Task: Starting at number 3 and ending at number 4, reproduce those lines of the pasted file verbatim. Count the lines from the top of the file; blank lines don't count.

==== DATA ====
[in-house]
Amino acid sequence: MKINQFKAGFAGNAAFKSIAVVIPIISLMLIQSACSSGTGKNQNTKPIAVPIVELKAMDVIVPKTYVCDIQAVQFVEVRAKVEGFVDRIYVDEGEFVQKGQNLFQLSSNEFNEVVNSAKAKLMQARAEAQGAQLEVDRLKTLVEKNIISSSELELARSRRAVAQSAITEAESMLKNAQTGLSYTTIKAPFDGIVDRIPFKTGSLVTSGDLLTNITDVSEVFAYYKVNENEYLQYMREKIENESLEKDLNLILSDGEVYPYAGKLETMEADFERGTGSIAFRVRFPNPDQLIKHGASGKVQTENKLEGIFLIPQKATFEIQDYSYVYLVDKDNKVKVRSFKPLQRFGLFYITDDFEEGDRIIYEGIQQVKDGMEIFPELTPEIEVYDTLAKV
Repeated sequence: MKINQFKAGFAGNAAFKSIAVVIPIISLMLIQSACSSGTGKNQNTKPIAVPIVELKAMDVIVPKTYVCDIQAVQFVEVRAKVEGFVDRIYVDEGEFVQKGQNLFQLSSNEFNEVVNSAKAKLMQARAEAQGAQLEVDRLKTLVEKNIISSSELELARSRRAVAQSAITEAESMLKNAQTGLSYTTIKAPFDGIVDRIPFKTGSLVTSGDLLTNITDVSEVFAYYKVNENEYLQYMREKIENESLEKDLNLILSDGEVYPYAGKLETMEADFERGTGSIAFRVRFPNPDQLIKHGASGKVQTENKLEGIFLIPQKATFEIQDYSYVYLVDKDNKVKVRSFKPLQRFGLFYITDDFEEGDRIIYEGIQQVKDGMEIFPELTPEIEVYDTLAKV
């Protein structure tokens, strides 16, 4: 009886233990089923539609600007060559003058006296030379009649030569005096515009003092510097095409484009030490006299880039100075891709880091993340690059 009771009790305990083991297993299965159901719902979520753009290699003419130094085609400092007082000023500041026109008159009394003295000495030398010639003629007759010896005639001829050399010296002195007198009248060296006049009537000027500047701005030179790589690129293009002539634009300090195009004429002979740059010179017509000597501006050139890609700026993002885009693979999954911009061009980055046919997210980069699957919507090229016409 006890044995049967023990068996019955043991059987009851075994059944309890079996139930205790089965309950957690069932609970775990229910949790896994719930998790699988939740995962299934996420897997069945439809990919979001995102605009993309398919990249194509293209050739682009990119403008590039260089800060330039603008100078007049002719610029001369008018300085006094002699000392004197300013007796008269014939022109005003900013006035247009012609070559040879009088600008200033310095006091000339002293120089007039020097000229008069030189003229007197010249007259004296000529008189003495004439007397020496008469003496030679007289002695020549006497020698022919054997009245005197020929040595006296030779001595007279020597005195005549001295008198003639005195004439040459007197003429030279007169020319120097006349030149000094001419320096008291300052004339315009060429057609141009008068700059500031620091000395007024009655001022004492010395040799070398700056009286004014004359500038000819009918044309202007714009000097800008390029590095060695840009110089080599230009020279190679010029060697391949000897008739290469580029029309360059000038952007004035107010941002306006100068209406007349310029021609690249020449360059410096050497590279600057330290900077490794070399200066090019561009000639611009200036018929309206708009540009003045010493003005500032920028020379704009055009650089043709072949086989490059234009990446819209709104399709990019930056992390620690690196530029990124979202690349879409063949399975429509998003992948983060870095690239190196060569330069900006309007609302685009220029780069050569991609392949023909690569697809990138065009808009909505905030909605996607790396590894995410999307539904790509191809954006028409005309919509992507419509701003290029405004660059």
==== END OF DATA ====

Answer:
Repeated sequence: MKINQFKAGFAGNAAFKSIAVVIPIISLMLIQSACSSGTGKNQNTKPIAVPIVELKAMDVIVPKTYVCDIQAVQFVEVRAKVEGFVDRIYVDEGEFVQKGQNLFQLSSNEFNEVVNSAKAKLMQARAEAQGAQLEVDRLKTLVEKNIISSSELELARSRRAVAQSAITEAESMLKNAQTGLSYTTIKAPFDGIVDRIPFKTGSLVTSGDLLTNITDVSEVFAYYKVNENEYLQYMREKIENESLEKDLNLILSDGEVYPYAGKLETMEADFERGTGSIAFRVRFPNPDQLIKHGASGKVQTENKLEGIFLIPQKATFEIQDYSYVYLVDKDNKVKVRSFKPLQRFGLFYITDDFEEGDRIIYEGIQQVKDGMEIFPELTPEIEVYDTLAKV
């Protein structure tokens, strides 16, 4: 009886233990089923539609600007060559003058006296030379009649030569005096515009003092510097095409484009030490006299880039100075891709880091993340690059 009771009790305990083991297993299965159901719902979520753009290699003419130094085609400092007082000023500041026109008159009394003295000495030398010639003629007759010896005639001829050399010296002195007198009248060296006049009537000027500047701005030179790589690129293009002539634009300090195009004429002979740059010179017509000597501006050139890609700026993002885009693979999954911009061009980055046919997210980069699957919507090229016409 006890044995049967023990068996019955043991059987009851075994059944309890079996139930205790089965309950957690069932609970775990229910949790896994719930998790699988939740995962299934996420897997069945439809990919979001995102605009993309398919990249194509293209050739682009990119403008590039260089800060330039603008100078007049002719610029001369008018300085006094002699000392004197300013007796008269014939022109005003900013006035247009012609070559040879009088600008200033310095006091000339002293120089007039020097000229008069030189003229007197010249007259004296000529008189003495004439007397020496008469003496030679007289002695020549006497020698022919054997009245005197020929040595006296030779001595007279020597005195005549001295008198003639005195004439040459007197003429030279007169020319120097006349030149000094001419320096008291300052004339315009060429057609141009008068700059500031620091000395007024009655001022004492010395040799070398700056009286004014004359500038000819009918044309202007714009000097800008390029590095060695840009110089080599230009020279190679010029060697391949000897008739290469580029029309360059000038952007004035107010941002306006100068209406007349310029021609690249020449360059410096050497590279600057330290900077490794070399200066090019561009000639611009200036018929309206708009540009003045010493003005500032920028020379704009055009650089043709072949086989490059234009990446819209709104399709990019930056992390620690690196530029990124979202690349879409063949399975429509998003992948983060870095690239190196060569330069900006309007609302685009220029780069050569991609392949023909690569697809990138065009808009909505905030909605996607790396590894995410999307539904790509191809954006028409005309919509992507419509701003290029405004660059």